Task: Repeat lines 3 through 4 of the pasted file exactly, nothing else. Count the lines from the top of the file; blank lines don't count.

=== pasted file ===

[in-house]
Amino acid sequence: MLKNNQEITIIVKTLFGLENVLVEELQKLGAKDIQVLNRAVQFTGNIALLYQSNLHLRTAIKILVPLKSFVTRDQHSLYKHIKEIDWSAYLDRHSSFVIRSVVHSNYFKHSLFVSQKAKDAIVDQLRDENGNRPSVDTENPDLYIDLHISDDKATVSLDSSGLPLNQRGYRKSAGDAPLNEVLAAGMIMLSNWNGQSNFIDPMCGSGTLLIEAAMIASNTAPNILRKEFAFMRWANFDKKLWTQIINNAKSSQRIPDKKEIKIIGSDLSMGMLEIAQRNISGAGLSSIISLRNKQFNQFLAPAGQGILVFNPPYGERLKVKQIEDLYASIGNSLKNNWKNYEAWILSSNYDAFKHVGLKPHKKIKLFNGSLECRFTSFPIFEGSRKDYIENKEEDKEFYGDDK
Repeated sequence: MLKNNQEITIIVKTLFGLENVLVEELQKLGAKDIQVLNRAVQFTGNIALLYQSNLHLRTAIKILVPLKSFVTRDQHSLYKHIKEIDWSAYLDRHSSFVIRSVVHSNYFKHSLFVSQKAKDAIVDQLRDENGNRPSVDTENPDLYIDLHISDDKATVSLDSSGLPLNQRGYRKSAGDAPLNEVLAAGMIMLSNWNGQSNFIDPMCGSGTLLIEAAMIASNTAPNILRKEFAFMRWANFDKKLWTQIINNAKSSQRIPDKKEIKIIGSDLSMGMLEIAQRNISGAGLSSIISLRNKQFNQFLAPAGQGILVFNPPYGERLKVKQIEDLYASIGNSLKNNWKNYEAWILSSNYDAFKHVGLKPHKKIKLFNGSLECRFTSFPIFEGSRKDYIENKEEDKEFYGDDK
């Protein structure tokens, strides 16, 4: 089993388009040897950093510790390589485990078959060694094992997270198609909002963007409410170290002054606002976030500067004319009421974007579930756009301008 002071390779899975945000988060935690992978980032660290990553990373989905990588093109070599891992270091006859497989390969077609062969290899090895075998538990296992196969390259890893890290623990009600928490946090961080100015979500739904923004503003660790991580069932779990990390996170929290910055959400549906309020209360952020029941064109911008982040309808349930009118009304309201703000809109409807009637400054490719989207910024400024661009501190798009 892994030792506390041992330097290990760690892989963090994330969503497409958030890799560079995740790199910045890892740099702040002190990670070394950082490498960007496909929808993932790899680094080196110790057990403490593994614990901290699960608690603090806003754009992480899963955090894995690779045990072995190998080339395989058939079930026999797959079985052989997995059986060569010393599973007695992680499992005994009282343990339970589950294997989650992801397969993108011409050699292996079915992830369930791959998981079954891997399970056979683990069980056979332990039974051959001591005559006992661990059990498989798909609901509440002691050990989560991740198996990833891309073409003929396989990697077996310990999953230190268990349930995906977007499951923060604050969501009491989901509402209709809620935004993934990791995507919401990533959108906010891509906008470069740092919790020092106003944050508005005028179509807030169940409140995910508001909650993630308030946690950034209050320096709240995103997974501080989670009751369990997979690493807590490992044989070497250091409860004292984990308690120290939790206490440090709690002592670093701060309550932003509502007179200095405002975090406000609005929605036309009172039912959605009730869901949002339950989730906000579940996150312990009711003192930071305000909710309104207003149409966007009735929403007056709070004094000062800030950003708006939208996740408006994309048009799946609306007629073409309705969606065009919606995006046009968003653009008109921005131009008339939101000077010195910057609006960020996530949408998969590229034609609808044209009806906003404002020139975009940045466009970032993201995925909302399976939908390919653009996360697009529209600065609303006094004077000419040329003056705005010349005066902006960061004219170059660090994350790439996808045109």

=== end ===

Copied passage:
Repeated sequence: MLKNNQEITIIVKTLFGLENVLVEELQKLGAKDIQVLNRAVQFTGNIALLYQSNLHLRTAIKILVPLKSFVTRDQHSLYKHIKEIDWSAYLDRHSSFVIRSVVHSNYFKHSLFVSQKAKDAIVDQLRDENGNRPSVDTENPDLYIDLHISDDKATVSLDSSGLPLNQRGYRKSAGDAPLNEVLAAGMIMLSNWNGQSNFIDPMCGSGTLLIEAAMIASNTAPNILRKEFAFMRWANFDKKLWTQIINNAKSSQRIPDKKEIKIIGSDLSMGMLEIAQRNISGAGLSSIISLRNKQFNQFLAPAGQGILVFNPPYGERLKVKQIEDLYASIGNSLKNNWKNYEAWILSSNYDAFKHVGLKPHKKIKLFNGSLECRFTSFPIFEGSRKDYIENKEEDKEFYGDDK
């Protein structure tokens, strides 16, 4: 089993388009040897950093510790390589485990078959060694094992997270198609909002963007409410170290002054606002976030500067004319009421974007579930756009301008 002071390779899975945000988060935690992978980032660290990553990373989905990588093109070599891992270091006859497989390969077609062969290899090895075998538990296992196969390259890893890290623990009600928490946090961080100015979500739904923004503003660790991580069932779990990390996170929290910055959400549906309020209360952020029941064109911008982040309808349930009118009304309201703000809109409807009637400054490719989207910024400024661009501190798009 892994030792506390041992330097290990760690892989963090994330969503497409958030890799560079995740790199910045890892740099702040002190990670070394950082490498960007496909929808993932790899680094080196110790057990403490593994614990901290699960608690603090806003754009992480899963955090894995690779045990072995190998080339395989058939079930026999797959079985052989997995059986060569010393599973007695992680499992005994009282343990339970589950294997989650992801397969993108011409050699292996079915992830369930791959998981079954891997399970056979683990069980056979332990039974051959001591005559006992661990059990498989798909609901509440002691050990989560991740198996990833891309073409003929396989990697077996310990999953230190268990349930995906977007499951923060604050969501009491989901509402209709809620935004993934990791995507919401990533959108906010891509906008470069740092919790020092106003944050508005005028179509807030169940409140995910508001909650993630308030946690950034209050320096709240995103997974501080989670009751369990997979690493807590490992044989070497250091409860004292984990308690120290939790206490440090709690002592670093701060309550932003509502007179200095405002975090406000609005929605036309009172039912959605009730869901949002339950989730906000579940996150312990009711003192930071305000909710309104207003149409966007009735929403007056709070004094000062800030950003708006939208996740408006994309048009799946609306007629073409309705969606065009919606995006046009968003653009008109921005131009008339939101000077010195910057609006960020996530949408998969590229034609609808044209009806906003404002020139975009940045466009970032993201995925909302399976939908390919653009996360697009529209600065609303006094004077000419040329003056705005010349005066902006960061004219170059660090994350790439996808045109």